State News

Despite legal battle, $5B Rivian electric vehicle plant still in progress for Georgia

(The Center Square) — Work on electric vehicle manufacturer Rivian Automotive’s $5 billion plant will progress as planned despite an ongoing legal fight, officials confirmed to The Center Square.

Site grading began in the early fall, and the judge’s ruling does not affect progress on development, Marie Gordon, a spokeswoman for the Georgia Department of Economic Development, told The Center Square. However, Gordon deferred to a representative of a public affairs agency to answer more substantive questions about the project.

Economic development officials, who are generally cagey when discussing or releasing information about projects, say the bonds “are not a debt obligation” of the state or the local community.

The GDEcD and the Joint Development Authority of Jasper, Morgan, Newton, and Walton Counties have filed an appeal of Ocmulgee Superior Court Judge Brenda Trammell’s decision to deny the bond validation for the Rivian project. However, officials would not explicitly guarantee Georgia taxpayers would not be left holding the bag if the deal goes south.

Earlier this year, the GDEcD and the JDA announced a deal to give $1.5 billion in incentives to Rivian. The company plans to build a plant along Interstate 20 in Morgan and Newton counties.

On July 8, Georgia officials filed a petition to validate $15 billion in taxable revenue bonds, which economic development officials planned to use to finance the Rivian project. Seven Morgan County residents subsequently filed a motion to intervene.

On Sept. 29, Trammell denied the bond validation for the project.

“We’re confident in the strength of our appeal and have every intention of seeing this project through to completion for the benefit of all Georgians,” they said in a statement.

The “agreement is not only one of the strongest the State has secured in terms of clawbacks, but it is categorically false to suggest that the State and local JDA did not perform due diligence before offering discretionary incentives,” they added. “Background work on Rivian was thorough and included a review of financial records and outlook to understand the impact of a potential project in Georgia.”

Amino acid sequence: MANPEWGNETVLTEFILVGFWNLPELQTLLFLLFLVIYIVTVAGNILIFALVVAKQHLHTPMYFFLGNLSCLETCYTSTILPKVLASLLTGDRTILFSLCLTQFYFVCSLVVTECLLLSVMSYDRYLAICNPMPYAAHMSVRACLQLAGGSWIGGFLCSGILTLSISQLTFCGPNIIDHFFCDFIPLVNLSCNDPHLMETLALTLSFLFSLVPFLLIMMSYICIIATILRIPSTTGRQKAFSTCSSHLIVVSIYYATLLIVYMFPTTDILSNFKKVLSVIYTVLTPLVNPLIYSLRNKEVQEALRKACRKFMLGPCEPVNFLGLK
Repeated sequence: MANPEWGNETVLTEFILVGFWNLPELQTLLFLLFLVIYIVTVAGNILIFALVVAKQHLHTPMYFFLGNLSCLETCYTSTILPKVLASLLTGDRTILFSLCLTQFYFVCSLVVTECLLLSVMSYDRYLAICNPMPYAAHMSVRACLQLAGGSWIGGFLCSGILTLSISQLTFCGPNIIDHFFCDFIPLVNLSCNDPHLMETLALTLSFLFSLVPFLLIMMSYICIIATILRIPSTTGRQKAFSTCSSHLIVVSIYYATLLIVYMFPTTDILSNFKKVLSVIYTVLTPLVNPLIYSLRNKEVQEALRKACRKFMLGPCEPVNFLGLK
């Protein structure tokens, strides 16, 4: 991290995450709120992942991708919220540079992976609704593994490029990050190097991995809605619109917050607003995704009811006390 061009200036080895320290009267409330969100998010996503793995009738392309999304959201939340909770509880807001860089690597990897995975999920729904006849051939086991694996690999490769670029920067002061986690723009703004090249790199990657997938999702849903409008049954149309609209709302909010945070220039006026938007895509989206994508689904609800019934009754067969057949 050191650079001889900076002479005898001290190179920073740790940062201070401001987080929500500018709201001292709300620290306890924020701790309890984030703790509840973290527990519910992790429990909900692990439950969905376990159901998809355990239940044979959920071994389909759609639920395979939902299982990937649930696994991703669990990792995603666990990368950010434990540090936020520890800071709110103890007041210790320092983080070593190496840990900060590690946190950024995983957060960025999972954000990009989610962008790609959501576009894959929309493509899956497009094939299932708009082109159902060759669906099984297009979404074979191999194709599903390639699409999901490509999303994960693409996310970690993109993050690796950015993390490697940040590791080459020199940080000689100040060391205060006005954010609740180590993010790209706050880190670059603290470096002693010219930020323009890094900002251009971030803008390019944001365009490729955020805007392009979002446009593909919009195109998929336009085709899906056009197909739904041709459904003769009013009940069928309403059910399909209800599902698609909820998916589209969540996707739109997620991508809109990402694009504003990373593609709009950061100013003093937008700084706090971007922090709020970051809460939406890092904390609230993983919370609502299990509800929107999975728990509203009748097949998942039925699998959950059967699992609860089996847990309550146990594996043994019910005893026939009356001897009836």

Economic officials said that the debt obligation is solely Rivian’s responsibility. However, they declined to elaborate on what might happen if Rivian declares bankruptcy, pointing to a Friday statement.

“The judge’s ruling improperly considered and drew conclusions regarding Rivian’s finances,” the GDEcD and the JDA said in a statement. “What’s more, the decision disregarded Rivian’s significant cash reserves and manufacturing performance at the company’s existing facility in Normal, Illinois, and the rising market trend toward electric vehicles.”

A spokesperson for Gov. Brian Kemp, a Republican, did not respond to a request to confirm Georgia taxpayers wouldn’t be on the hook for the project’s cost. Officials previously said the plant would begin production in 2024.

By T.A. DeFeo | The Center Square contributor

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